Amazon claims it will experiment with delivering products via unmanned drones.

The news - timed nicely, and not coincidentally with the 'Cyber Monday' online shopping event - was made by Amazon CEO Jeff Bezos on American TV.

Bezos told 60 Minutes that the robots anticipated by Amazon could be able to deliver packages of up to 5 pounds in weight in less than half an hour. The drones would lift packages off conveyor belts, and be able to carry them a maximum distance of 10 miles.


The system is named 'Prime Air', Bezos said, and would involve years of regulatory work, technical advancement and testing to actually implement. Amazon admitted Prime Air would not be ready until at least 2015, possibly much later.

“The hard part here is putting in all the redundancy,” Bezos said. “All the reliability to say this can’t land on somebody’s head.”

Luckily Amazon has a video for you right now of the cute little drones in action...

It also answered some questions on its website:

Q. Is this just a sci-fi fantasy?

It looks like science fiction, but it's real. From a technology point of view, we'll be ready to enter commercial operations as soon as the necessary regulations are in place. The Federal Aviation Administration (FAA) is actively working on rules for unmanned aerial vehicles.

Q: Will it be safe?

The FAA is actively working on rules and an approach for unmanned aerial vehicles that will prioritize public safety. Safety will be our top priority, and our vehicles will be built with multiple redundancies and designed to commercial aviation standards.

Meanwhile Waterstones has come up with its own ornithological response to Amazon's idea...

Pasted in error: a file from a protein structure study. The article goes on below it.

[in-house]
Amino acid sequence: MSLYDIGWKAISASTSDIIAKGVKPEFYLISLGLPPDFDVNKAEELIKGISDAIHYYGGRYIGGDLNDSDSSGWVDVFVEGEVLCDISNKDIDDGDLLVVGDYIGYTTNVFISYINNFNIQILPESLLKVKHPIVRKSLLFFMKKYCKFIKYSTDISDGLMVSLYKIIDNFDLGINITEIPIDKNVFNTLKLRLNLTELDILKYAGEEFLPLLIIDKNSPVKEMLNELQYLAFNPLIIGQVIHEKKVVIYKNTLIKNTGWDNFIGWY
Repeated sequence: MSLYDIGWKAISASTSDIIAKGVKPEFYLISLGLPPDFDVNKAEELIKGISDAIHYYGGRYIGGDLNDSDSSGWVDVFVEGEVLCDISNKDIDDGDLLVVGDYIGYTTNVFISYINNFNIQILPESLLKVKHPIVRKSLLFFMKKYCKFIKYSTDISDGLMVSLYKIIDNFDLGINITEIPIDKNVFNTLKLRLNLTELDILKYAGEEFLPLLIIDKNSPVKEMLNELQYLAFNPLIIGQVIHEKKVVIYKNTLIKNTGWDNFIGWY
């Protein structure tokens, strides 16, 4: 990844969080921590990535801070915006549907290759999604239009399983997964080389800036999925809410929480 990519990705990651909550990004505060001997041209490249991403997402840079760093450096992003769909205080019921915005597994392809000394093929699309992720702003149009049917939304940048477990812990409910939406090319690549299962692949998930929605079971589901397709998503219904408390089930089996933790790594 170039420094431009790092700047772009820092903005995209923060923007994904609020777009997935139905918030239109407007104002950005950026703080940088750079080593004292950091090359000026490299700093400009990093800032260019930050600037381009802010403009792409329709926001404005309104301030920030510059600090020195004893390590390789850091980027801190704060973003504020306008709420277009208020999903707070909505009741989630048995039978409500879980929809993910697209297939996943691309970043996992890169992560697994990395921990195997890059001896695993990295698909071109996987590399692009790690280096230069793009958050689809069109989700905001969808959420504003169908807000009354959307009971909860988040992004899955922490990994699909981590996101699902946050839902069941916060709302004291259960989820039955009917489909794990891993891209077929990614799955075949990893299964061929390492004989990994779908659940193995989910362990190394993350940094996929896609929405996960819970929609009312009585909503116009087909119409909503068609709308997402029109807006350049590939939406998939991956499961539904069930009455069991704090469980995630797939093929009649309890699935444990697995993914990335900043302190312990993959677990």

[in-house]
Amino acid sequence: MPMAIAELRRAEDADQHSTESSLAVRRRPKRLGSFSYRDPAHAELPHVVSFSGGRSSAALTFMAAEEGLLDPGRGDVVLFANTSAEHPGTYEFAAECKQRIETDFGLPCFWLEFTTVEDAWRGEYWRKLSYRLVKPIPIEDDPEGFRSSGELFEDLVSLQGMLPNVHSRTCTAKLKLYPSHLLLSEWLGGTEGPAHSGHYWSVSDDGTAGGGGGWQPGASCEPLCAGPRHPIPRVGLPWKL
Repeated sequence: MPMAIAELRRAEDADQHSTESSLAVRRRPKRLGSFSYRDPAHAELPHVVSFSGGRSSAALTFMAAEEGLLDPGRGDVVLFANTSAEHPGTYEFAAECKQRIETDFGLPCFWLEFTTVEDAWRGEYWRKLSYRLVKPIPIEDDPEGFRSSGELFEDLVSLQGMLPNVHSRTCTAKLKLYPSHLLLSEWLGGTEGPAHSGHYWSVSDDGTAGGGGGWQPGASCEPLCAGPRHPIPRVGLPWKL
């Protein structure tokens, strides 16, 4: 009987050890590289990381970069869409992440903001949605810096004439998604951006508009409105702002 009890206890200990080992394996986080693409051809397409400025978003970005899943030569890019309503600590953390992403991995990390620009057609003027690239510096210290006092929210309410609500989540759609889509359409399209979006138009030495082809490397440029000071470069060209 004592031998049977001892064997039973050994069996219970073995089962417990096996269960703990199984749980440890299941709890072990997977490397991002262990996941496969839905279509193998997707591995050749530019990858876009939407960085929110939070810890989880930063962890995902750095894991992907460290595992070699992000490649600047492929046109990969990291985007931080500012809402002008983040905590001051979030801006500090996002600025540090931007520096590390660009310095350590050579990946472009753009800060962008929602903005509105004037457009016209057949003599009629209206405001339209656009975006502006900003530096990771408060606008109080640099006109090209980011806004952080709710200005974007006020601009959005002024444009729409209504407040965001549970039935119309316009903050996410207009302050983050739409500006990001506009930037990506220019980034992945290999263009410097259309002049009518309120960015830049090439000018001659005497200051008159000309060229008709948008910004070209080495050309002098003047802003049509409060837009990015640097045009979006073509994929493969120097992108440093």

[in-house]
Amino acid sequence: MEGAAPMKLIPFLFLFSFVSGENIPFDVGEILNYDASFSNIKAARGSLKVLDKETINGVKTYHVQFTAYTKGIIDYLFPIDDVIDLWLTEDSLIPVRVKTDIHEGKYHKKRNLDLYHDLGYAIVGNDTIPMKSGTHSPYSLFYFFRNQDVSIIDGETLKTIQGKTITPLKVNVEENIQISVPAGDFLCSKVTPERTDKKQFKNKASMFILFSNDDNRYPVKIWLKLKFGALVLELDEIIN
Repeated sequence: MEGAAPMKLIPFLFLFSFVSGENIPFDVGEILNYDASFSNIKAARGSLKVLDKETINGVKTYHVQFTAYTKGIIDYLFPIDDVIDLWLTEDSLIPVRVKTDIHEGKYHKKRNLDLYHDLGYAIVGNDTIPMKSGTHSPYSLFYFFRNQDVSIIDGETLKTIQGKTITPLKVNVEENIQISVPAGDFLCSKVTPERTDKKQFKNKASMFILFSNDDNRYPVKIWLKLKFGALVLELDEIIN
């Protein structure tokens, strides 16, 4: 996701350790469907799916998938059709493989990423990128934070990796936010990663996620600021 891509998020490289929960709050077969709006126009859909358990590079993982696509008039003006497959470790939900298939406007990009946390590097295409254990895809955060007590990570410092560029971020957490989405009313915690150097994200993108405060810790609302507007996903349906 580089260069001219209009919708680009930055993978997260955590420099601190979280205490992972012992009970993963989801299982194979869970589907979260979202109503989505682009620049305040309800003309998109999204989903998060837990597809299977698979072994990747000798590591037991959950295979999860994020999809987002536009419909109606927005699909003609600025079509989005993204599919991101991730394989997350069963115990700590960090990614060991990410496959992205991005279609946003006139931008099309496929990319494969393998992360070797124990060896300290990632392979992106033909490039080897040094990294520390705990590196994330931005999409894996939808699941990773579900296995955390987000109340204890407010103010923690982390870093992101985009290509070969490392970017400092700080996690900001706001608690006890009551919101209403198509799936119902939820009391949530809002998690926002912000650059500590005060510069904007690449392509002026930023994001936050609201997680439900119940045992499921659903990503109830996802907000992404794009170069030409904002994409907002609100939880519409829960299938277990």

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  • Beer

    Far friendlier than its bomb-dropping cousins, <a href="" target="_blank">Oppikoppi's drone "Manna" delivered free beer to concertgoers</a> who called for it with a smartphone app.

  • Tacos

    The original delivery drone, <a href="" target="_blank">Star Simpson's Tacocopter</a> started as a proof of concept. A web page advertising taco delivery by drone gained publicity and was eventually dismissed as a "hoax," but Simpson insists she'll get the service up and running once the United States makes it legal.

  • Burritos

    Inspired by Star Simpson's Tacocopter, the minds behind <a href="" target="_blank">California's</a> Darwin Aerospace created a working "<a href="" target="_blank">Burrito Bomber</a>" and filmed it delivering its tasty payload. Darwin Aerospace's website now documents the making of the delivery drone and encourages the industrious to build their own bombers.

  • Pizza

    In June, a Domino's franchise outside London <a href="" target="_blank">delivered two large, piping hot pepperoni pizzas via drone</a>. According to NBC news, Domino's is apparently "serious" about delivering pies with drones in the future, but the company must first jump regulatory hurdles to ensure the delivery is civilian-safe.

  • Dry Cleaning

    This July, Harout Vartanian, owner of the Philadelphia-based Manayunk Cleaners, tried out a new marketing gimmick: <a href="" target="_blank">dry cleaning delivery via drone</a>. The venture brought the establishment much-needed attention, and Vartanian says he eventually plans to make all his deliveries drone-borne.

  • Cake

    <a href="" target="_blank">China's Incake bakery debuted drones</a> that delivered cakes to the bakery's Shanghai customers. Incake had to suspend the airborne service after Chinese police said the drones were a threat to public safety.

  • Sushi

    YO! Sushi has a high-tech reputation to maintain; the chain pioneered the practice of putting sushi on in-house conveyer belts, letting patrons pick out plates of what they liked best. <a href="" target="_blank">Now the franchise is experimenting again</a>: At YO! Sushi's London flagship, small quadcopters deliver rice bun "sushi burgers" to hungry patrons.

  • Medicine

    Not all drone delivery schemes are frivolous or for foodies; Paola Santana and her co-founders at the Matternet <a href="" target="_blank">plan on using drones</a> to deliver medicine and supplies to infrastructure-poor parts of the world.

  • Seeds & Pesticides

    <a href="" target="_blank">Drones are already hard at work in Japan,</a> delivering seeds and pesticides to farms on steep hillsides <a href="" target="_blank">that are difficult to reach by tractor</a>.